Medically reviewed by Kyle Watford, M.D. McLeod Orthopaedics
“I think we need to do some tests.” When you visit an orthopedic specialist, diagnostic testing is likely the third phase used to identify the cause of your hip or knee pain. It follows a conversation with the specialist about when your joint started hurting and what kind of pain and how much pain you feel. Next comes the physical examination. The specialist looks at your knee or hip, maybe with a bit of poking and prodding.
Then, It’s Time to Look Inside
There are 3 basic types of diagnostic images that your Orthopedic Surgeon may use for this purpose: X-Rays, CT Scans and MRIs. Here’s a quick look each one.
Using low-level radiation to take an image inside the body has been around for more than 100 years. By 1970, most Americans were having at least one X-ray every year. Much like today’s “photography”, most x-ray images are now captured as digital images and displayed on a video screen rather than on a sheet of film.
The process of “taking an X-ray” last only about 10 minutes. It offers a black and white image, where bones appear white and less dense; soft tissue appears gray.
Although the amount of radiation you receive is small, you may be given a lead apron to cover sensitive areas of your body.
Computed Tomography (CT) is a more sophisticated form of X-ray. In this case, the patient lies on a table, while the X-Ray machine is guided by a computer to take a series of still images. Each image is a virtual “slice” of the body.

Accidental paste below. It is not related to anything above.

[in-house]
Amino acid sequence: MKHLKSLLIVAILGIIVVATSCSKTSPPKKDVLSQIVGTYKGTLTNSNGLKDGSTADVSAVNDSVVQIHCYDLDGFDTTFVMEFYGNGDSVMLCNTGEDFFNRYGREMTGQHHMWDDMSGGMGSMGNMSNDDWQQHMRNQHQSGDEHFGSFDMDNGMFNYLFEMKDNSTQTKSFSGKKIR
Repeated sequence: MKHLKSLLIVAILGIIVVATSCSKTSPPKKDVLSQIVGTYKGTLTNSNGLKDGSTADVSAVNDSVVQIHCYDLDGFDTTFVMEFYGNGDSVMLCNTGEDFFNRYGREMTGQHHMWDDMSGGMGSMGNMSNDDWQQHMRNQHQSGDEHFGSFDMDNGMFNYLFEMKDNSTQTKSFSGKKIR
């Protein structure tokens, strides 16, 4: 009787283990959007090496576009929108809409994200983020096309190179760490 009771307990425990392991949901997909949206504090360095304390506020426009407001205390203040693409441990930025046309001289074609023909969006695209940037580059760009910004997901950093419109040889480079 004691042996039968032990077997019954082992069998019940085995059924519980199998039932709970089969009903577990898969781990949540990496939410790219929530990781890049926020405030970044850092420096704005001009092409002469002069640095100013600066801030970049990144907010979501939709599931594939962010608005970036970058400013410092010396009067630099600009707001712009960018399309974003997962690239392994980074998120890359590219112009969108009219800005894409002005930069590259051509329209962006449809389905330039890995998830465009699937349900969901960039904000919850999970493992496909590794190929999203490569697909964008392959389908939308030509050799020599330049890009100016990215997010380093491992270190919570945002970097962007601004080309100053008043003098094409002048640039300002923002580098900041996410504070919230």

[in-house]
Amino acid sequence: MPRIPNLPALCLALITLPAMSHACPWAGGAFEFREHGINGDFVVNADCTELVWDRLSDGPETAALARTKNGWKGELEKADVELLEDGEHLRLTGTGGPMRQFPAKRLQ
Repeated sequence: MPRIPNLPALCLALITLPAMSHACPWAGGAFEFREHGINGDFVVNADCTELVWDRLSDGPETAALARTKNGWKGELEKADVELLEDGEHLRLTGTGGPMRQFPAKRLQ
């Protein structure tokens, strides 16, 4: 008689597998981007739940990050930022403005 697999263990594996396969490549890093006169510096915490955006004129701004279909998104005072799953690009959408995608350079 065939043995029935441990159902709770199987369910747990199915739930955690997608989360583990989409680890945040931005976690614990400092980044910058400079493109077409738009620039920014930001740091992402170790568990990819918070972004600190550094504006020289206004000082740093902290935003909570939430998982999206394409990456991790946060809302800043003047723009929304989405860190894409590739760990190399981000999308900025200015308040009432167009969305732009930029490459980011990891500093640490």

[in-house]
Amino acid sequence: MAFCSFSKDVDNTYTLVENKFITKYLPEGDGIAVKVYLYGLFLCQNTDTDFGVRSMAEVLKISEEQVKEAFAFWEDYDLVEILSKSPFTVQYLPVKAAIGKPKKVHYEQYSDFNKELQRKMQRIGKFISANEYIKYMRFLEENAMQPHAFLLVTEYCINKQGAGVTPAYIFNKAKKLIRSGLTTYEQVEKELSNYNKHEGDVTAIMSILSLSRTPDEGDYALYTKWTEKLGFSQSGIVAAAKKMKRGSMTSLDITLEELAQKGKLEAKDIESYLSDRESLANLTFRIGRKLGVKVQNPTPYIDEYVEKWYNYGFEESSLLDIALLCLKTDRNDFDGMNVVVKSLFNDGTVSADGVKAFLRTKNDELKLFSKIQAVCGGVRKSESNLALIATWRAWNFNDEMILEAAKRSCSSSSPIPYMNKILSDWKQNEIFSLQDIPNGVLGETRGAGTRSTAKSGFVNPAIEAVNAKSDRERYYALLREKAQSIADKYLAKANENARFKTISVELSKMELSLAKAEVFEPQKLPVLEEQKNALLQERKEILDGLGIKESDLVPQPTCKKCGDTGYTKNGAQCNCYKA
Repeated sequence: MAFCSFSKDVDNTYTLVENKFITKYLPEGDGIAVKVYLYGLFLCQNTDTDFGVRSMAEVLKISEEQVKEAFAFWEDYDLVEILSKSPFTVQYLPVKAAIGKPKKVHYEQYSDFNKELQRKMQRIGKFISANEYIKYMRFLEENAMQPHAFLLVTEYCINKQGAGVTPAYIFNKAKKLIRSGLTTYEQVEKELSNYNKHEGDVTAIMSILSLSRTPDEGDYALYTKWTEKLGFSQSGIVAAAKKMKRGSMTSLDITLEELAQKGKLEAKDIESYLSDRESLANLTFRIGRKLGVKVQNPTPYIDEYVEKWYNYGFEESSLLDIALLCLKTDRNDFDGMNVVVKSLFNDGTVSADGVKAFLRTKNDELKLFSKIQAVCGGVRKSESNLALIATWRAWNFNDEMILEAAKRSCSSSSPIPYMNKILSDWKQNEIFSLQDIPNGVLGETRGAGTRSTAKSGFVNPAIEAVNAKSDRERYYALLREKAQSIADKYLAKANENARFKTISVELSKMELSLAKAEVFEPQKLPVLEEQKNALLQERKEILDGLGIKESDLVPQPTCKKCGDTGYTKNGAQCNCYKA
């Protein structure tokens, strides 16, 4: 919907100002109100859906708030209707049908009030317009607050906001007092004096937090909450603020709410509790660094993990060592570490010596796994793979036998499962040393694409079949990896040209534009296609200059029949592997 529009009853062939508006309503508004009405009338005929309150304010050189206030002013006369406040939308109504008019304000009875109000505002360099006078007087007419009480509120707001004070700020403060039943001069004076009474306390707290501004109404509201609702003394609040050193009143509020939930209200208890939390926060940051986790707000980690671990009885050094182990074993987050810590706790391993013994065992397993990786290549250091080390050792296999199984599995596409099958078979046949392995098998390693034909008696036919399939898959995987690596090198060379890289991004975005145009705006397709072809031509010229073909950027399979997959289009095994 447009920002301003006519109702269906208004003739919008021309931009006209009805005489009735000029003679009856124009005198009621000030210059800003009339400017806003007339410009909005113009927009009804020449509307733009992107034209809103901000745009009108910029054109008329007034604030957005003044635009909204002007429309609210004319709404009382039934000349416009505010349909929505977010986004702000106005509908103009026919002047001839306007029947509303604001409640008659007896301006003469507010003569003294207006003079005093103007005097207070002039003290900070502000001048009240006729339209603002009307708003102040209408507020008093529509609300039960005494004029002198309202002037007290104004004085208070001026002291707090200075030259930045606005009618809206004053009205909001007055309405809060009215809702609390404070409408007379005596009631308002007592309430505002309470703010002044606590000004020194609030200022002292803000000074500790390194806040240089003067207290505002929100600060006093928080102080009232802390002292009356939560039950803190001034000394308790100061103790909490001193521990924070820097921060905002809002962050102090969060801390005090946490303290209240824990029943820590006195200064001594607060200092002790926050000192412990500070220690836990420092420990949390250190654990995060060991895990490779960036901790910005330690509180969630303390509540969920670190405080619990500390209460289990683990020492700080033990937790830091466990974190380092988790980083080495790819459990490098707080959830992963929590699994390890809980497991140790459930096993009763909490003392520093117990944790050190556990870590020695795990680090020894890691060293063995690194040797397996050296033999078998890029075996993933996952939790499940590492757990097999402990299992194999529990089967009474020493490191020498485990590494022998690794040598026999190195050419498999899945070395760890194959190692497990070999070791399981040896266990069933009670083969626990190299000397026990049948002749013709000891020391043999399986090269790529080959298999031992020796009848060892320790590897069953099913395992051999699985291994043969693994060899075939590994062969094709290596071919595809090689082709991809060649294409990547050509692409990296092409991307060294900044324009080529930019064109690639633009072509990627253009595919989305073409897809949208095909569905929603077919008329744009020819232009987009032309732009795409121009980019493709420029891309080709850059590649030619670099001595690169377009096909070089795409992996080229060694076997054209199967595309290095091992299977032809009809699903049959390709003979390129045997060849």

These can be viewed as a series of stills – taken from different angles of positions. Or, they can be played back, creating a moving picture – in much the way a film or video is a series of still images replayed in order to create motion.
The ability to capture many images often reveals problems that a single X-ray cannot. In general CT scans show bone anatomy better than any other test including MRI.
Rather than using radiation, Magnetic Resonance Imaging uses – as the name suggests – a magnetic field that is sent through the body. The subtle vibrations caused by the magnetic field are recorded as images. Color images are recorded in “slices” to offer a moving image.
The nature of the MRI enables it to more clearly show soft tissues, such as muscles and tendons. Some conditions, such as advanced arthritis of the knee or hip, may be better shown on the regular X-ray or CT scans.
MRIs are painless, but they are VERY LOUD. As the magnet turns on-and-off the patient will hear something like “Ka-Chunk-uh-Chunk” over and over. Some places will offer patients earplugs or even headphones with music.
Patients who suffer claustrophobia (fear of small, closed places) may need to find an “open MRI”, where they are not entirely inside the magnet.
Patients should not wear any metal in the MRI. The large magnet will attract it. Any metal devices or pacemakers inside the body may also be affected. The medical staff is trained to ask about metal and implanted devices.
None of these tests are painful. They should be covered by your insurance. And each test will help your Orthopedic Specialist determine your exact problem and plan the best treatment.
Find an Orthopedic Specialist near you.
Sources include: McLeod Health, National Institutes of Health, American Academy of Orthopaedic Surgeons, Radiological Society of America